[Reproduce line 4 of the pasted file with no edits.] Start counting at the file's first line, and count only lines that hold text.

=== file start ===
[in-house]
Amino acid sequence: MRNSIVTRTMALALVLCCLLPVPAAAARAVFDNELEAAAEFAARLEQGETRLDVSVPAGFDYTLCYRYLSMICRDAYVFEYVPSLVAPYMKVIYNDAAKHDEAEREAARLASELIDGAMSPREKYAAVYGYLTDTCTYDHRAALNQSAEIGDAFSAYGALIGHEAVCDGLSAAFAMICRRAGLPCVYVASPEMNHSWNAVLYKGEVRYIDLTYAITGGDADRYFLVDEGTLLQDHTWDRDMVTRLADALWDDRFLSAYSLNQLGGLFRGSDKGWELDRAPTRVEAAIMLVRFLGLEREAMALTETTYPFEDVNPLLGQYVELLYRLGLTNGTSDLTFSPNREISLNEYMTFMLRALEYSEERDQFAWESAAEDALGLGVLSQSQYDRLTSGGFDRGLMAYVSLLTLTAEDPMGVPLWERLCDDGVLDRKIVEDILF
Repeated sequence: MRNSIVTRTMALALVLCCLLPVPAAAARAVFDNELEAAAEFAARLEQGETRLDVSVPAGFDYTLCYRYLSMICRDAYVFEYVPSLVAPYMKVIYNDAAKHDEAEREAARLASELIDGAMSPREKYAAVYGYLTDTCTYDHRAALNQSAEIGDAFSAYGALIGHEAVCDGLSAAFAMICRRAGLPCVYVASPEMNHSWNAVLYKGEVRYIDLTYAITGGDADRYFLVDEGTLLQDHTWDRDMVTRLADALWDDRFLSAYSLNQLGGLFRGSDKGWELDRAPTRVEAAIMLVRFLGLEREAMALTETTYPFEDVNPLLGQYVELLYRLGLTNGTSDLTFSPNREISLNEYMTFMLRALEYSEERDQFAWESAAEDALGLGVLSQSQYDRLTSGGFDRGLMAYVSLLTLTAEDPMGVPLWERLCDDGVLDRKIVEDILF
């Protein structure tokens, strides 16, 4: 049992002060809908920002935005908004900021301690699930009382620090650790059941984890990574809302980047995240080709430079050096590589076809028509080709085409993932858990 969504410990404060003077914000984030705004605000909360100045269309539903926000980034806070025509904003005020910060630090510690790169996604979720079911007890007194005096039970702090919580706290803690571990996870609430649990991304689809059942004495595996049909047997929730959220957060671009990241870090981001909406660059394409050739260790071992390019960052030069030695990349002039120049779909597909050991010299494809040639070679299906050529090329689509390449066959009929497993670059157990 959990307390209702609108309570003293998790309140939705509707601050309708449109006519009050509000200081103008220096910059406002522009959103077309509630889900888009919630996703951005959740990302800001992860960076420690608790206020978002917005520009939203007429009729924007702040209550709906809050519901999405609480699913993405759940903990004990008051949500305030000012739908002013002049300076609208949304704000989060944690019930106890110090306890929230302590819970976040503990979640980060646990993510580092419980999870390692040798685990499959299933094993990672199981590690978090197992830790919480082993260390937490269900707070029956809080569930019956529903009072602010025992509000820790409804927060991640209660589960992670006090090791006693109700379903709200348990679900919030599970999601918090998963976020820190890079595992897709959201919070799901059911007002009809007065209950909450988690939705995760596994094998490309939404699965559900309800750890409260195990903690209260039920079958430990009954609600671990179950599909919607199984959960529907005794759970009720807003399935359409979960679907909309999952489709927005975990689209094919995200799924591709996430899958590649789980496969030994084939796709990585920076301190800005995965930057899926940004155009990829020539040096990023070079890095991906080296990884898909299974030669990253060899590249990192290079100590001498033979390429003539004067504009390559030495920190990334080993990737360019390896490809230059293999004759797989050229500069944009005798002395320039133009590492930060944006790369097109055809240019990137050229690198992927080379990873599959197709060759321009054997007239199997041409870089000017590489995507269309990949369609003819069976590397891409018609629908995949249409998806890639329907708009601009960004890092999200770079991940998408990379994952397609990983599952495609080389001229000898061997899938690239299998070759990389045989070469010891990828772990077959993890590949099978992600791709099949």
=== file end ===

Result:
């Protein structure tokens, strides 16, 4: 049992002060809908920002935005908004900021301690699930009382620090650790059941984890990574809302980047995240080709430079050096590589076809028509080709085409993932858990 969504410990404060003077914000984030705004605000909360100045269309539903926000980034806070025509904003005020910060630090510690790169996604979720079911007890007194005096039970702090919580706290803690571990996870609430649990991304689809059942004495595996049909047997929730959220957060671009990241870090981001909406660059394409050739260790071992390019960052030069030695990349002039120049779909597909050991010299494809040639070679299906050529090329689509390449066959009929497993670059157990 959990307390209702609108309570003293998790309140939705509707601050309708449109006519009050509000200081103008220096910059406002522009959103077309509630889900888009919630996703951005959740990302800001992860960076420690608790206020978002917005520009939203007429009729924007702040209550709906809050519901999405609480699913993405759940903990004990008051949500305030000012739908002013002049300076609208949304704000989060944690019930106890110090306890929230302590819970976040503990979640980060646990993510580092419980999870390692040798685990499959299933094993990672199981590690978090197992830790919480082993260390937490269900707070029956809080569930019956529903009072602010025992509000820790409804927060991640209660589960992670006090090791006693109700379903709200348990679900919030599970999601918090998963976020820190890079595992897709959201919070799901059911007002009809007065209950909450988690939705995760596994094998490309939404699965559900309800750890409260195990903690209260039920079958430990009954609600671990179950599909919607199984959960529907005794759970009720807003399935359409979960679907909309999952489709927005975990689209094919995200799924591709996430899958590649789980496969030994084939796709990585920076301190800005995965930057899926940004155009990829020539040096990023070079890095991906080296990884898909299974030669990253060899590249990192290079100590001498033979390429003539004067504009390559030495920190990334080993990737360019390896490809230059293999004759797989050229500069944009005798002395320039133009590492930060944006790369097109055809240019990137050229690198992927080379990873599959197709060759321009054997007239199997041409870089000017590489995507269309990949369609003819069976590397891409018609629908995949249409998806890639329907708009601009960004890092999200770079991940998408990379994952397609990983599952495609080389001229000898061997899938690239299998070759990389045989070469010891990828772990077959993890590949099978992600791709099949």